Finding Sofía movie trailer
Images of the film
About the movie
Finding Sofía is my first feature film, we shot it in Buenos Aires and New York in late 2014 and debuted in Buenos Aires Film Festival in Argentina and Austin Film Festival in USA. The movie is distributed by Film Buff and is available on Hulu.
Watch it now:
Finding Sofía Synopsis
Alex is a conflicted animation filmmaker living in Brooklyn. His “Dancing Tomatoes” animation video went viral two years ago and since then Alex has been trying to prove the world he can do more than “funny videos, and dancing things”.
Pressured by his friend Josh to sign a contract with a yogurt brand to develop the “dancing fruits show” and plunge deeper into artistic superficiality Alex will, instead, buy a ticket to Argentina.
The plan is to meet with Sofia, a girl with whom he started an online relationship after she left a nasty comment about his work and who has never seen in person.
Alex’s hope to find love and substance will be confronted after finding Sofía living on an island in the outskirts of Buenos Aires with her intimidating artist boyfriend Víctor, and his assistant Flor.
Alex will be forced to be the fish out of water and try to capture Sofía’s interest or come back to his old life
and sign the contract.
Finding Sofía in the press:
Why I decided to shoot my first movie on a swamp crowded by mosquitoes and stinging caterpillars.
(by Nico Casavecchia)
When you are a kid in Buenos Aires in the 80s, and you are between 10 or 12 (you’ll see when it happens to you), El Tigre is this weird place that you went a few times with the family of your best friend and it felt like visiting a swamp in autumn.
Later, when you grow up you think about the fragmented memories of the place and how is so hard for you to makes sense of it spatially. It’s so different than the city and you can get there so effortlessly that is like falling asleep in the train for a second and immediately dreaming about something weird.
I left Argentina when I was 19, and I spent my last years in Buenos Aires getting drunk with my friends and trying to finish high school. It wasn’t until I was 30 something that I could afford to come back regularly and re visit all the places that I’ve been in my hometown. By then my friends had re discovered El Tigre and were spending their summers renting houses in the islands there. El Tigre is a river delta in the outskirts of Buenos Aires, where Paraná, a river that starts in the Amazon, explodes in a thousand little islands that you can access only by boat, before unfolding in the Río de la plata, and then the sea. It’s the last stop of a long journey and things are brought that don’t belong in Buenos Aires, making the place feel haunted with echoes of a different place, miles away. El Tigre feels tropical somehow, but formally it’s nothing but.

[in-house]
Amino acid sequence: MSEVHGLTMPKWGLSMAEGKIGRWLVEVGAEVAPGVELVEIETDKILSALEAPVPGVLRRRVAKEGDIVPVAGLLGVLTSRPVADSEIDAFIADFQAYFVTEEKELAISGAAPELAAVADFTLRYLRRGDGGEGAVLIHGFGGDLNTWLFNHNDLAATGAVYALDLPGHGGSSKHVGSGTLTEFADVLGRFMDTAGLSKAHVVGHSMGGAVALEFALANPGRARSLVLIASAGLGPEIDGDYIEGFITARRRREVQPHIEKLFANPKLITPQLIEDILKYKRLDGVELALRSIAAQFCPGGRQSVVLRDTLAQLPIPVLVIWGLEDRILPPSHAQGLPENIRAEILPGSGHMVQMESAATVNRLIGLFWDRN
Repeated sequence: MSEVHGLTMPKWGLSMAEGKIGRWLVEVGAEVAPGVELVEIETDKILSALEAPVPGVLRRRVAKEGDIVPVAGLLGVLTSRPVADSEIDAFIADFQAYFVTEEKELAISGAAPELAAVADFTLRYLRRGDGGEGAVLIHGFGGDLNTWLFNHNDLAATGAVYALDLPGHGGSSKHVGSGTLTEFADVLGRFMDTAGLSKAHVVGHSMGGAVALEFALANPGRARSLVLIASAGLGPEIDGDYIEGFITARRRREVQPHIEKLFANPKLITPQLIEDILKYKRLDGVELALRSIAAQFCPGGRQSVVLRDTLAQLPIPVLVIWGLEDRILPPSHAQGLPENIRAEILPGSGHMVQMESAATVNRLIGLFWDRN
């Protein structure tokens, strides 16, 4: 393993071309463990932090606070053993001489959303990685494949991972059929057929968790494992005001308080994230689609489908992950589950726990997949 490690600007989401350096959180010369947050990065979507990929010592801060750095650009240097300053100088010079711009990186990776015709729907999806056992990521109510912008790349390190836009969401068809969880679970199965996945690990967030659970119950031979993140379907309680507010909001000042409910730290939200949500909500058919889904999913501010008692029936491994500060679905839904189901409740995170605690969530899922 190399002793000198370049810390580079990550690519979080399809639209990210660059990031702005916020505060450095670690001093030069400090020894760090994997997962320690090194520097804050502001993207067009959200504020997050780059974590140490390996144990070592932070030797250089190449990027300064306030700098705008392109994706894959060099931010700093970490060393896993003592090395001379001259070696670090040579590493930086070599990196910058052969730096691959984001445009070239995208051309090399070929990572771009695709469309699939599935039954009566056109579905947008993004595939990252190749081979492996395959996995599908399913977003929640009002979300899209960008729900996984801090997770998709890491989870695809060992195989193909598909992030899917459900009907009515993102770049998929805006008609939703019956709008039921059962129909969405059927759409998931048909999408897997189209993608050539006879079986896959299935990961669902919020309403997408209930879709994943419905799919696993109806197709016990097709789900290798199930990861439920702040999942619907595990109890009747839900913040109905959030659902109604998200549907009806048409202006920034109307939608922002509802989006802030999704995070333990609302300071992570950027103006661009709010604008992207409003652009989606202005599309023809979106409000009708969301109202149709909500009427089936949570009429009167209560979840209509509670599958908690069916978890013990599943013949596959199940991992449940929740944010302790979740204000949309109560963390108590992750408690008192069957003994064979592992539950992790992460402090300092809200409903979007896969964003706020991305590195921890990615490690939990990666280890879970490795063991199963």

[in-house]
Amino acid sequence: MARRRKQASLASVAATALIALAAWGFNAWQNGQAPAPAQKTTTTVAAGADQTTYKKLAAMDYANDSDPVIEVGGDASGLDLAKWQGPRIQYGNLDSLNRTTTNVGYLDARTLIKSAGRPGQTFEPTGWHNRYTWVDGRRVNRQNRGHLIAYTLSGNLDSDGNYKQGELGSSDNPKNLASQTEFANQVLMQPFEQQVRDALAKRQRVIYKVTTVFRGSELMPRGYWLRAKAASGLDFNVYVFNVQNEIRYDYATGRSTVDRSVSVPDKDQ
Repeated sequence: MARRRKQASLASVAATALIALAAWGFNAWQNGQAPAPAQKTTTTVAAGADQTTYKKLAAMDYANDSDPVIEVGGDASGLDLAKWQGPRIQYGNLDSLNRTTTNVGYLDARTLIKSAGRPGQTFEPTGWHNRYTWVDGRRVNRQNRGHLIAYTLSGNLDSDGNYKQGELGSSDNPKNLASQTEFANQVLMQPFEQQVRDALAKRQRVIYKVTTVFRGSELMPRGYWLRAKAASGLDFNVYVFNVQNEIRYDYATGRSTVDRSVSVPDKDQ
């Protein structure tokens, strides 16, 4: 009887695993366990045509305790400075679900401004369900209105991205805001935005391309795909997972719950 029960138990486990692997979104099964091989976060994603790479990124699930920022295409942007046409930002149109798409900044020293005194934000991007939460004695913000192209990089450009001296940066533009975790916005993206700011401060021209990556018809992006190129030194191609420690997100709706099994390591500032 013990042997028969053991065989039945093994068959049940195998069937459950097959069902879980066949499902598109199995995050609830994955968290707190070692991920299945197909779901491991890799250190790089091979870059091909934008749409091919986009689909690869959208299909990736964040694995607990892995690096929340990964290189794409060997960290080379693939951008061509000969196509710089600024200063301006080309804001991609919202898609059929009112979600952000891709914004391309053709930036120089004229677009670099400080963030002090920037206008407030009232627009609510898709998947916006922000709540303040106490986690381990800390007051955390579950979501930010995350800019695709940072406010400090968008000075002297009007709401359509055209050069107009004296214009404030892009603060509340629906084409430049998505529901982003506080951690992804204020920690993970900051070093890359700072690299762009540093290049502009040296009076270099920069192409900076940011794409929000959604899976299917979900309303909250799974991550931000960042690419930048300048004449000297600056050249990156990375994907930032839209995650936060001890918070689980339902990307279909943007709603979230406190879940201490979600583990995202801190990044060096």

It takes time to love El Tigre. It can be tough on you at first, coming from the city. It’s basically a brown river dragging mud for a thousand years, and people building houses on that mud once the soil is hard enough as their will to escape other places.
There is a huge difference between people born in El Tigre and people, like me, that come from the city, even when the distance from each other is short. You enter their domain, you are in their house. Even if you build your house there you don’t belong. Everything in El Tigre is temporary, the trails, the islands, the houses, the river will eventually claim everything back.
My friend and writing partner Pablo Sternbach loves it there and taught me to appreciate it, I respect it too much to say I love the place. El Tigre doesn’t love you back, it just give you a pass sometimes.
We decided to place Alex in El Tigre early in the writing process. I loved the idea of an island (Manhattan) that mirrors another island (Sofía’s in El Tigre). Alex run away from the first one and lands in the second one, only to find every fear, anxiety, yearn, and desire condensed in there, like a microcosm.
Shooting there was what you can expect from a place where electricity goes off every other day, there is virtually no cell phone reception and mosquitoes are in such abundance that you breath them if you open your mouth. Once a year El Tigre decides to grow a plague of stinging caterpillars. They nest in the trees and when the population overflows simply fall from the leafs out of lack of space. At any given moment we could have caterpillars falling inside the shoes, shirts, faces of the cast and crew, which meant 6 minutes of intense burning pain.